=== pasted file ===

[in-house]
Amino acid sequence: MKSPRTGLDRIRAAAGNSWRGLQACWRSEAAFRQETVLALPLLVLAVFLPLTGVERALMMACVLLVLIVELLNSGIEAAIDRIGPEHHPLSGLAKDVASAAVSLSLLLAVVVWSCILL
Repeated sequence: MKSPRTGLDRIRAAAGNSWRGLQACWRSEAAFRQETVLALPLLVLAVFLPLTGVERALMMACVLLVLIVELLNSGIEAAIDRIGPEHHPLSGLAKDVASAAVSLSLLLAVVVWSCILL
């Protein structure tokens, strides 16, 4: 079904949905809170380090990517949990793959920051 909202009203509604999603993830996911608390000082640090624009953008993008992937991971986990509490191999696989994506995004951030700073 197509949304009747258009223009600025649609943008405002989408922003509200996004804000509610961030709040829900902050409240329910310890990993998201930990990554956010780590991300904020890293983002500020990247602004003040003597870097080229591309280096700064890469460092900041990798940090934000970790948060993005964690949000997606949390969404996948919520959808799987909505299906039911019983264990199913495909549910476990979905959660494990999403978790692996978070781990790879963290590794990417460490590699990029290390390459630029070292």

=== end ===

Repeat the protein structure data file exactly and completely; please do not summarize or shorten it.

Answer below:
[in-house]
Amino acid sequence: MKSPRTGLDRIRAAAGNSWRGLQACWRSEAAFRQETVLALPLLVLAVFLPLTGVERALMMACVLLVLIVELLNSGIEAAIDRIGPEHHPLSGLAKDVASAAVSLSLLLAVVVWSCILL
Repeated sequence: MKSPRTGLDRIRAAAGNSWRGLQACWRSEAAFRQETVLALPLLVLAVFLPLTGVERALMMACVLLVLIVELLNSGIEAAIDRIGPEHHPLSGLAKDVASAAVSLSLLLAVVVWSCILL
């Protein structure tokens, strides 16, 4: 079904949905809170380090990517949990793959920051 909202009203509604999603993830996911608390000082640090624009953008993008992937991971986990509490191999696989994506995004951030700073 197509949304009747258009223009600025649609943008405002989408922003509200996004804000509610961030709040829900902050409240329910310890990993998201930990990554956010780590991300904020890293983002500020990247602004003040003597870097080229591309280096700064890469460092900041990798940090934000970790948060993005964690949000997606949390969404996948919520959808799987909505299906039911019983264990199913495909549910476990979905959660494990999403978790692996978070781990790879963290590794990417460490590699990029290390390459630029070292």